None of the asylum seekers arriving in Cahersiveen this week have been in the country for "less than two months".
The Department of Justice moved to calm local fears after the first 105 of 150 asylum seekers have been moved from Dublin hotels to the Kerry town this week.
A row broke out locally over the decision by the Department, as part of its emergency response to Covid-19, to open the former Skellig Star Hotel as a new accommodation centre for asylum seekers who are being moved out of Dublin hotels.
Independent councillor Johnny Healy-Rae accused the Department of taking advantage of the virus to move people to Cahersiveen without consultation.
In January, the Department had denied reports Cahersiveen was to have a centre.
Mr Healy-Rae said public representatives got just two hours notice before the 12-month contract was signed.
In update to Fianna Fáil councillor Michael Cahill, the Department said they understood residents had concerns.
Of the 105 residents arriving, some 66 are single, most of whom are female. There are 16 female one parent, one child families, one parent with two children, and two couples.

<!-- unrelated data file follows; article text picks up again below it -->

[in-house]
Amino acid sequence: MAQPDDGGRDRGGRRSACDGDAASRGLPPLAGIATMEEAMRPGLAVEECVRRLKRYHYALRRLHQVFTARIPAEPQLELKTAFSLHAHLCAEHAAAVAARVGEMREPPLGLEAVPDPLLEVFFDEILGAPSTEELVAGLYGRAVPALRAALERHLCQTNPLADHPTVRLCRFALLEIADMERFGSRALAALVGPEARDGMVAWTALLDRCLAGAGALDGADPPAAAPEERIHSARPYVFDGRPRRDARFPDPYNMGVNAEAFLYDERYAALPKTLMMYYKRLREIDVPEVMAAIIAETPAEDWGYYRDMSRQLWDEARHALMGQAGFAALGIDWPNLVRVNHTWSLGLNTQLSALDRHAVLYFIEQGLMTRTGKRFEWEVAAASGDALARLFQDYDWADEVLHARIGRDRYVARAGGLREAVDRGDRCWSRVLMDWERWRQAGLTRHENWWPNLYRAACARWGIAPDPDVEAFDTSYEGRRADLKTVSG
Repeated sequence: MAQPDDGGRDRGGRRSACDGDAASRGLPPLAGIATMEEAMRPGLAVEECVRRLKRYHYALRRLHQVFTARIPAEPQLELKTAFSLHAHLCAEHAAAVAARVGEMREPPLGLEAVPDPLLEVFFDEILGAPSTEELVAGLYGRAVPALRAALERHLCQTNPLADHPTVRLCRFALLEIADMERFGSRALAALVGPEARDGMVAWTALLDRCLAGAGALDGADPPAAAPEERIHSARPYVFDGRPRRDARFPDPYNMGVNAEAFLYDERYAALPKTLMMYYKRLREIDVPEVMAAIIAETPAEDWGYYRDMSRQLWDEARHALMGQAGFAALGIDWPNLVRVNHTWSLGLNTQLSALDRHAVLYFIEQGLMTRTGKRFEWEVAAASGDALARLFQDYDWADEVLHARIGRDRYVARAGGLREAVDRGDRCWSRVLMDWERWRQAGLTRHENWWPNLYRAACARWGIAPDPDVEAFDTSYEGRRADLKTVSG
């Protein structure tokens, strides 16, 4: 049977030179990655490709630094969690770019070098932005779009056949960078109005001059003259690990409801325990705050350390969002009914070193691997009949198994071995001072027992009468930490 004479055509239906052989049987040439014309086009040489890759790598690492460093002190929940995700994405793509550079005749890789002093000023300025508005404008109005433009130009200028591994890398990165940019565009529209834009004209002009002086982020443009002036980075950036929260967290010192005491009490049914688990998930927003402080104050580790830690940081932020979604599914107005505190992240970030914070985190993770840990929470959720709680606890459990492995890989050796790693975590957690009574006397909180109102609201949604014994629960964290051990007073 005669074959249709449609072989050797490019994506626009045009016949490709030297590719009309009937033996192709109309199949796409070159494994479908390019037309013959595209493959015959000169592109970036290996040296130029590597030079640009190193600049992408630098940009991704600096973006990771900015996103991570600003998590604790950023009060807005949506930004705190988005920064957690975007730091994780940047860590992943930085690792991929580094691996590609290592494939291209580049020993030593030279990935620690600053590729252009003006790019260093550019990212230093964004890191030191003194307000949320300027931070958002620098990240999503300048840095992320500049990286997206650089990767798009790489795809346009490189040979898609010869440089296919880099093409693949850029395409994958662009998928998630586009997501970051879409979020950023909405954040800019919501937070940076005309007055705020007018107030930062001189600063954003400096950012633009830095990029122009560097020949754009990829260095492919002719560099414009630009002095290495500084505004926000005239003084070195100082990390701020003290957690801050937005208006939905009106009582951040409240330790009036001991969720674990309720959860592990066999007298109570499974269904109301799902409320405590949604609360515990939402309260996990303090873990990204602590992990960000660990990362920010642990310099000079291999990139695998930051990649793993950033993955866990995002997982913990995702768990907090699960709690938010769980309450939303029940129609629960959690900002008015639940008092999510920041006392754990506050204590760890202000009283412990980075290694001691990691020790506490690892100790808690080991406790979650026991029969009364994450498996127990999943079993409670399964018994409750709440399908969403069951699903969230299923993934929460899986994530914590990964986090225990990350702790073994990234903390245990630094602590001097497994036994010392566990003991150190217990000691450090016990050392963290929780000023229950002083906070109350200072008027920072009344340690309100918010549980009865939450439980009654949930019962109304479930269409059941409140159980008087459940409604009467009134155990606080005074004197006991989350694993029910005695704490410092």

"The balance of the 150 residents will be transferred in the coming weeks," they said.
School places would be arranged and residents in the new centre will have access to local health services. Access to GP services will be through the medical card system.
"If the concerns locally are that the people may have recently arrived from a region affected by Covid-19, I can confirm that no one in the group of 105 has been in this country for less than two months and all have been health screened by the HSE-led medical team at our reception centre in Baleseskin, North Dublin on their arrival," the Department said.
Mixed views are being expressed by residents of Cahersiveen on social media. Most criticise the lack of consultation.
A spokesperson for the Department said it understood the concerns.
"This decision has not been taken lightly. We are in unprecedented times. The Department has a duty to protect all persons seeking international protection, and this is one step that we are taking in this regard," they said.
To ensure the safety and wellbeing of applicants, they needed to transfer those who are currently in emergency accommodation in hotels to dedicated accommodation centres.
The contract with the former Skellig Star hotel in Caherciveen is for a 12 month period. It is to provide accommodation for 150 single people across 56 bedrooms and was offered to the Department under the Expressions of Interest process.
The Skellig Star Hotel, formerly known as the Watermarque Hotel, underwent a €3 million revamp in 2017 when it was purchased by a group of Irish and Chinese Investors.